Americana


 

Travelling there (in the mainstream) soon became a bore so I headed for the ditch. A rougher ride, but I saw more interesting people – Neil Young

 
  American culture has a huge impact on our lives. This group is primarily concerned with music, believing the most interesting and exciting forms are found away from the mainstream, where creativity not commerce is the guiding principle. Film, literature, theatre, dance are parallel areas of interest.
 
  We want to share old favourites and new discoveries through group meetings and attending gigs. Beer and whiskey appreciation is optional.
 

 
  Group Convener : Carl Parker

The Group meets at the Victoria Stakes, 1 Muswell Hill, Muswell Hill, N10 3TH on the third Wednesday of every month, 2-4 p.m.

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Our sessions

September 2020
 
The month’s theme was songs about cowboys
The playlist:
 
Sandy Denny : To Yuma
Grateful Dead : Me and My Uncle
Nancy Sinatra and Lee Hazelwood : Summer Wine
Ennio Morricone : The Good The Bad And The Ugly
Ramblin’ Jack Elliott : Buffalo Skinners
Paula Cole : Where Have The Cowboys Gone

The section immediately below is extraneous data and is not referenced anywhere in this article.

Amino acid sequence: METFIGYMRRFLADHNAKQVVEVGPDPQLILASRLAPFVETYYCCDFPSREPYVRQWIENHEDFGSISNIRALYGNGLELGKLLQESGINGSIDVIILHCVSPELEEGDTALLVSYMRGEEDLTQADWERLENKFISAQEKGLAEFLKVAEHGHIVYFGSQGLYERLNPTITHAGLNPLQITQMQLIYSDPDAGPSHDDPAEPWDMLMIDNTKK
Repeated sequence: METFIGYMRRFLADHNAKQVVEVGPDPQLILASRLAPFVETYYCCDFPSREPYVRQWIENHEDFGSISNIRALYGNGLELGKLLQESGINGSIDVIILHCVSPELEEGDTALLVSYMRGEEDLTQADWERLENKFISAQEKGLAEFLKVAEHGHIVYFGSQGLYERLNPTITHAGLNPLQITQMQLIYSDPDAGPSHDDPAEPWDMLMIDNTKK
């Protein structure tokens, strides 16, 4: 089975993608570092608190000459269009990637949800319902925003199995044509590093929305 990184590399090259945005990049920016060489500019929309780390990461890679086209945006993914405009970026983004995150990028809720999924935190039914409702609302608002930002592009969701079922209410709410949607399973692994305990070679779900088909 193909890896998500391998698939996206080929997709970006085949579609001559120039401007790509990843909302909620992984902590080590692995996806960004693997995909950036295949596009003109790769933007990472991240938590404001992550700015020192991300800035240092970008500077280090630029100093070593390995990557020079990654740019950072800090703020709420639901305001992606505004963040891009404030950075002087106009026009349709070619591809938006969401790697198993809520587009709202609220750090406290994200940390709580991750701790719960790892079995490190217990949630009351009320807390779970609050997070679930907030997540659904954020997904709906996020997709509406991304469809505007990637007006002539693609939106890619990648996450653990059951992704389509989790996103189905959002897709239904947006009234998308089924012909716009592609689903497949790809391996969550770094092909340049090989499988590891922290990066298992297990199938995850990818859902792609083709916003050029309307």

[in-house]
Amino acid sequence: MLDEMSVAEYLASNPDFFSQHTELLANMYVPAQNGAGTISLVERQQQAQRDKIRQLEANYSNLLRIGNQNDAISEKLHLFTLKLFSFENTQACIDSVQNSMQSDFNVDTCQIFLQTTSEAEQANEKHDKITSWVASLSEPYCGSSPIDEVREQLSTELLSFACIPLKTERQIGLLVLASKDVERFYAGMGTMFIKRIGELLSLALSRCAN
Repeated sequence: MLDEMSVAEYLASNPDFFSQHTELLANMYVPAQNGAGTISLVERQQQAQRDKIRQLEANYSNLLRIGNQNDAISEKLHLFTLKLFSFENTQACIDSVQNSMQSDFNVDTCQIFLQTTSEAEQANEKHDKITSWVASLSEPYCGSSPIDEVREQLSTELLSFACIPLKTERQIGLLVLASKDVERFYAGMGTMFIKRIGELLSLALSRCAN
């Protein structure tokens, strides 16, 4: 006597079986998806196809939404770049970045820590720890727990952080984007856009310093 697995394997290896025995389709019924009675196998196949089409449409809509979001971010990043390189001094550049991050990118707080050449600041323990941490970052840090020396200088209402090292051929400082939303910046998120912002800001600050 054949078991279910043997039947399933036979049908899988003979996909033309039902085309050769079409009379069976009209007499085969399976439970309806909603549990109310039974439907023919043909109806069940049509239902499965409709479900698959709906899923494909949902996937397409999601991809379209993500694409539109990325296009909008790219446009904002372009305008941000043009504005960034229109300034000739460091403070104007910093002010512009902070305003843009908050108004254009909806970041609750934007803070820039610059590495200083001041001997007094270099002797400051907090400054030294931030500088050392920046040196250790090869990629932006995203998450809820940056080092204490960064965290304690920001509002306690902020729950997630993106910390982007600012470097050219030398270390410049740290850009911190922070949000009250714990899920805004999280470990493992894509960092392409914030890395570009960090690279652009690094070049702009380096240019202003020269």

Joni Mitchell : Me And My Uncle
Willie Nelson : The Red-Headed Stranger
Lyle Lovett : Cowboy Man
Marty Robbins : El Paso
Willie Nelson : Ride ’em Jewboy
Ian Tyson : Navajo Rug
Matraca Berg : Back In The Saddle
Blues Brothers : Theme from Rawhide

August 2020
 
The month’s theme was songs about addictive substances
The playlist:
 
Thelonius Monk : Straight, No Chaser
Ry Cooder : Fool for a Cigarette
Julia Lee : Marijuana
Muddy Waters : Champagne and Reefers
Peggy Lee : Is That All There Is?
J.J. Cale : Cocaine
Bob Dylan : Rainy Day Woman ♯12 & 35
The Commander Cody Band : Smoke! Smoke! Smoke! (That Cigarette)
Little Feat : Willin’
Dale Watson : I Lie When I Drink
Fraternity of Man : Don’t Bogart That Joint
Emmylou Harris and Margo Price : Two More Bottles of Wine

July 2020
 
This month’s theme was songs inspired by trains.
The playlist:
 
Blind Boys of Alabama : People Get Ready
Johnny Cash : City of New Orleans
Lucille Bogan : I Hate That Train Called The M & O
Guy Clark : Texas 1947
Louis Jordan : Choo Choo Ch’boogie
Ry Cooder : Boomer’s Story
The Impressions : People Get Ready
Steve Goodman : City of New Orleans
Bob Dylan : Duquesne Whistle
Nancy Whiskey : Freight Train
Ella Fitzgerald : Take the ‘A’ Train
Willie Nelson and The Highwaymen: City of New Orleans
Grateful Dead: Big Railroad Blues
Bob Dylan : Slow Train Coming
Johnny Cash :Folsom Prison Blues
Dillard & Clark : Train Leaves Here This Mornin’

June 2020
 
The month’s theme was covers of Bob Dylan songs.
The playlist:
 
The Byrds : You Ain’t Goin’ Nowhere
Norah Jones : Forever Young
Fairport Convention : Si Tu Dois Partir
Tedeschi Trucks Band : Don’t Think Twice (It’s Alright)
Jimi Hendrix Experience : All Along The Watchtower
T-Bone Burnett & Friends : Kansas City
The Byrds : Mr Tambourine Man
Ben Sidran : Everything Is Broken
Eliza Gilkyson : Love Minus Zero/No Limit